2
12
disciplesandfriends
Aug 05, 2021
In Help Cathy Write Her Book
Invitation to the Study of Religion Chapter 3: What does it mean? The statement which is the foundation for the three great western religions – Judaism, Christianity, and Islam – is this: The Lord is one. The origin of this statement is Deuteronomy 6:4 (the Shema), which found its way forward into the Christian New Testament as Mark 12:29 (the Great Commandment) and became first half of the confessional statement of Islam, the Shahada. But what exactly does it mean? Um, that’s problematic. To begin with, the phrase “is one”, as written in the original Hebrew, can have more than one meaning. “Is one” could mean, is the only God that exists. “Is one” could mean, is the only God that we worship. (There may be some other gods existing out there, but we will not follow them!) “Is one” could mean, is the totality of the universe such that everything in the universe exists as part of God. What scholars think is --- any or all of these answers could be correct. And I’m not sure I’ve got a complete list. There may be more interpretations out there. Then there’s the other problem, which is even more confusing, the subject of this statement: The Lord. Do we know whether or not The Lord exists? If The Lord does exist, what sort of creature or person or thing is He, or She, or It? You really want to talk about these questions? This is gonna take awhile … Go to Chapter 4 for a partial answer.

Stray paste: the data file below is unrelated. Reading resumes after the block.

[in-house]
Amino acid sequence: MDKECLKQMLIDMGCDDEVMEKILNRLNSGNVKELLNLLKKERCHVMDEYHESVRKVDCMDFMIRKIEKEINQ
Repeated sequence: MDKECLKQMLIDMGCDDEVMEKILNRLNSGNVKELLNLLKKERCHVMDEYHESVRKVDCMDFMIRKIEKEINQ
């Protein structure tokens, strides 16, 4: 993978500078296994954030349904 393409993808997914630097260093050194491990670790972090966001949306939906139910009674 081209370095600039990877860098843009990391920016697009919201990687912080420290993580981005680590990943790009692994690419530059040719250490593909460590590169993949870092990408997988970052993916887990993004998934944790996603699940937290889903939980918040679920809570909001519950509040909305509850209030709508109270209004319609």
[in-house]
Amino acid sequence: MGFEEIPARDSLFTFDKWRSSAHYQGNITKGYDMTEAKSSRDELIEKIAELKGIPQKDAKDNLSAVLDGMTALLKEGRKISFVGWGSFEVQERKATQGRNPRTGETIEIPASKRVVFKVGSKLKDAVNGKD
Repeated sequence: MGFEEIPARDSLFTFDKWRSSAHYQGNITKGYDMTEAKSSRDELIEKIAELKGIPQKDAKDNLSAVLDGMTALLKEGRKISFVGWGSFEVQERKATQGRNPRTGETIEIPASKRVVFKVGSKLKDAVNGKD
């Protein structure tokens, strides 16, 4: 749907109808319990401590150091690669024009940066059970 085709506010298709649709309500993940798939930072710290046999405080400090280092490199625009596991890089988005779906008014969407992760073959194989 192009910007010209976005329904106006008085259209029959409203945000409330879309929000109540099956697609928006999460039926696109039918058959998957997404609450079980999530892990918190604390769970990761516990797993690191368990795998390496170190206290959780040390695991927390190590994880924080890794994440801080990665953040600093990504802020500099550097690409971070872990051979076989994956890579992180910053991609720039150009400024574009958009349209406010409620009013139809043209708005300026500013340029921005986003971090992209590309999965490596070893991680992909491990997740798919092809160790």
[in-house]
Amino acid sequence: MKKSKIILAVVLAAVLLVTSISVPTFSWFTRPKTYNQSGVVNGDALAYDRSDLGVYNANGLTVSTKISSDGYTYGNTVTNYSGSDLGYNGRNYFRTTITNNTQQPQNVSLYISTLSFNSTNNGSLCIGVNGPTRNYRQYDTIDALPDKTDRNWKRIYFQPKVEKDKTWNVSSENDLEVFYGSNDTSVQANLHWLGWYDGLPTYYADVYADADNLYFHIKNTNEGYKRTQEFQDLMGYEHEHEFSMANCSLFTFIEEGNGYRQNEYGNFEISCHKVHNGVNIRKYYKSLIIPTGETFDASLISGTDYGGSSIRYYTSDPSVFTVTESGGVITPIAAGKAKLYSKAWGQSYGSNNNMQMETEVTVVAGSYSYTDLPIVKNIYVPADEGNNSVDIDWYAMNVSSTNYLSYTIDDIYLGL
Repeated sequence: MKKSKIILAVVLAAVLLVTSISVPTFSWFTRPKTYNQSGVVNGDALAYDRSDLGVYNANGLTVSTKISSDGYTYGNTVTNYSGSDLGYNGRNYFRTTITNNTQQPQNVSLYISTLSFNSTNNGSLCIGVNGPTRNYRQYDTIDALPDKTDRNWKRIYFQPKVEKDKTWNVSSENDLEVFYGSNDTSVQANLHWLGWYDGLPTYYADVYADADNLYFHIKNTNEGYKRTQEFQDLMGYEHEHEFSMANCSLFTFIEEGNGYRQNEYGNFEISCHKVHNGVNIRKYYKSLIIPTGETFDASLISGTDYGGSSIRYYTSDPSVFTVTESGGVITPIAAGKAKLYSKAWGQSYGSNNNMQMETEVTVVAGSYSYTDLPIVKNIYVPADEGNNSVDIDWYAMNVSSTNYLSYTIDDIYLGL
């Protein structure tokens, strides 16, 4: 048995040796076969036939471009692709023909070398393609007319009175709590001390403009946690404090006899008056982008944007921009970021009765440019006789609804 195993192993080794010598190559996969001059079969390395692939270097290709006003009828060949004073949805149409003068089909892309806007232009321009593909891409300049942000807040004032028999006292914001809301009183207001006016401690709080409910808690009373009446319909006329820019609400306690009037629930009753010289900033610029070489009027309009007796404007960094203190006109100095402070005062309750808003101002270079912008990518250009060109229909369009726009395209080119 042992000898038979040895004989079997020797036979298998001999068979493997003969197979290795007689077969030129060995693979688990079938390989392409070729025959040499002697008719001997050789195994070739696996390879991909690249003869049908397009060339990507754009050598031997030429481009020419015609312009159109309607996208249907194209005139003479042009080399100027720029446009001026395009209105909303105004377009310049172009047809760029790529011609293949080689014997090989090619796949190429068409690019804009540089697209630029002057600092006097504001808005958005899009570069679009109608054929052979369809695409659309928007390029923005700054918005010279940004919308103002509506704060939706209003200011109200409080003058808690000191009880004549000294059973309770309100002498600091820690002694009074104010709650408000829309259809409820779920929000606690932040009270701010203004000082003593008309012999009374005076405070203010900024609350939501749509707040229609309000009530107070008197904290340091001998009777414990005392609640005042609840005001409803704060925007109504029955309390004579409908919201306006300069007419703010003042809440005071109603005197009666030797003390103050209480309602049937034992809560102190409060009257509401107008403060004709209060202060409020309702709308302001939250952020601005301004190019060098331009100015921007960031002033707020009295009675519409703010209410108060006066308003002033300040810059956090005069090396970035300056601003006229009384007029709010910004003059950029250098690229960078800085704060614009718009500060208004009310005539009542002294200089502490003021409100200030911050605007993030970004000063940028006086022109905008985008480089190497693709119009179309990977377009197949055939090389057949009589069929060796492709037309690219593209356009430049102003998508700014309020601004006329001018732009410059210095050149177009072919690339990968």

0
0
7
disciplesandfriends
Aug 05, 2021
In Help Cathy Write Her Book